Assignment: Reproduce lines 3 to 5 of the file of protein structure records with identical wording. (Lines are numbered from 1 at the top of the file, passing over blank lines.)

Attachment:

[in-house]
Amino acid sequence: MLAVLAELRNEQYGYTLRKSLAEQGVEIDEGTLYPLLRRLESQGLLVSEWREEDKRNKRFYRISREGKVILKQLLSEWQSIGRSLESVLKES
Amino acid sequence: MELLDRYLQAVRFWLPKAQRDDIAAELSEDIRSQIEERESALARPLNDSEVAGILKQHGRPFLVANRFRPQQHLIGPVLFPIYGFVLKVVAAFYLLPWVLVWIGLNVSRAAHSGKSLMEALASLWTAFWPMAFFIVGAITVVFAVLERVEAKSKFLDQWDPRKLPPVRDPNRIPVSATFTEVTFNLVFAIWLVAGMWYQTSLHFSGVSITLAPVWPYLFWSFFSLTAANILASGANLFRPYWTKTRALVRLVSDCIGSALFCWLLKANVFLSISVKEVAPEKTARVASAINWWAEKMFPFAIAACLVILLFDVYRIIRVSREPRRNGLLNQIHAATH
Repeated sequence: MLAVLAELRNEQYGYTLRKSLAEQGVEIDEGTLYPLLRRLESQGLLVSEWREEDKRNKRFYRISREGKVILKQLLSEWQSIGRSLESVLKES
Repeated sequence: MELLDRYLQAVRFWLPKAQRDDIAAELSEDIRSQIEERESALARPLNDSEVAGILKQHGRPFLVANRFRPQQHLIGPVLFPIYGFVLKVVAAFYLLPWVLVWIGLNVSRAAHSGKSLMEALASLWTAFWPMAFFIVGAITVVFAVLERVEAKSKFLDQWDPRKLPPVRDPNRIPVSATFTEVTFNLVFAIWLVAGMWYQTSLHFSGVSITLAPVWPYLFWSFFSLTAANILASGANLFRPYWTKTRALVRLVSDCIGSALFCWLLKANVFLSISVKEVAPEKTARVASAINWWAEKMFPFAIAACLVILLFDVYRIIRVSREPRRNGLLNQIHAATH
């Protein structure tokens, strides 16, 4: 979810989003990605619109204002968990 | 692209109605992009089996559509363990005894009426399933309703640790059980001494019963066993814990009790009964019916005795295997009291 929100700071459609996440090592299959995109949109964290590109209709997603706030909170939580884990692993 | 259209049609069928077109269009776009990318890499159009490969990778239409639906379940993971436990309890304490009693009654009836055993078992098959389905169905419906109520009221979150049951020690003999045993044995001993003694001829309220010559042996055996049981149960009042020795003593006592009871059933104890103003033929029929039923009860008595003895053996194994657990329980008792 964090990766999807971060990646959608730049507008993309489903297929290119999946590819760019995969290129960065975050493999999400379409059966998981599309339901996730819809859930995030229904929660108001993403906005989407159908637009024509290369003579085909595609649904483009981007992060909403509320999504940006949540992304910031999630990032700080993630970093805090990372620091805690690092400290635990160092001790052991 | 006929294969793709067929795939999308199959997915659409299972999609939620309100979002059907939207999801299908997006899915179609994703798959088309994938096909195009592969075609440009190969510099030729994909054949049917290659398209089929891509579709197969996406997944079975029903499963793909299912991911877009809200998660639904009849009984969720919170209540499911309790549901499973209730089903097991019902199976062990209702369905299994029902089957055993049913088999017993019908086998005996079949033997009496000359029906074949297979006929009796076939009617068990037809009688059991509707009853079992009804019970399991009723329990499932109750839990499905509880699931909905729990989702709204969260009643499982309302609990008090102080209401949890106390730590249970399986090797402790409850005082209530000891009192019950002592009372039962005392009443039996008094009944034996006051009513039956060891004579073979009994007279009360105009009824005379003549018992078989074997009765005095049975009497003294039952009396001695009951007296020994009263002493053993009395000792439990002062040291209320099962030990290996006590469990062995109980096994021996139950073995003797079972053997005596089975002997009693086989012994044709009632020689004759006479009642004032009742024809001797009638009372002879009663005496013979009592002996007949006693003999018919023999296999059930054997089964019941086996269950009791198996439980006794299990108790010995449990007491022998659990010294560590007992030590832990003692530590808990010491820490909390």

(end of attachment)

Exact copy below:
Amino acid sequence: MELLDRYLQAVRFWLPKAQRDDIAAELSEDIRSQIEERESALARPLNDSEVAGILKQHGRPFLVANRFRPQQHLIGPVLFPIYGFVLKVVAAFYLLPWVLVWIGLNVSRAAHSGKSLMEALASLWTAFWPMAFFIVGAITVVFAVLERVEAKSKFLDQWDPRKLPPVRDPNRIPVSATFTEVTFNLVFAIWLVAGMWYQTSLHFSGVSITLAPVWPYLFWSFFSLTAANILASGANLFRPYWTKTRALVRLVSDCIGSALFCWLLKANVFLSISVKEVAPEKTARVASAINWWAEKMFPFAIAACLVILLFDVYRIIRVSREPRRNGLLNQIHAATH
Repeated sequence: MLAVLAELRNEQYGYTLRKSLAEQGVEIDEGTLYPLLRRLESQGLLVSEWREEDKRNKRFYRISREGKVILKQLLSEWQSIGRSLESVLKES
Repeated sequence: MELLDRYLQAVRFWLPKAQRDDIAAELSEDIRSQIEERESALARPLNDSEVAGILKQHGRPFLVANRFRPQQHLIGPVLFPIYGFVLKVVAAFYLLPWVLVWIGLNVSRAAHSGKSLMEALASLWTAFWPMAFFIVGAITVVFAVLERVEAKSKFLDQWDPRKLPPVRDPNRIPVSATFTEVTFNLVFAIWLVAGMWYQTSLHFSGVSITLAPVWPYLFWSFFSLTAANILASGANLFRPYWTKTRALVRLVSDCIGSALFCWLLKANVFLSISVKEVAPEKTARVASAINWWAEKMFPFAIAACLVILLFDVYRIIRVSREPRRNGLLNQIHAATH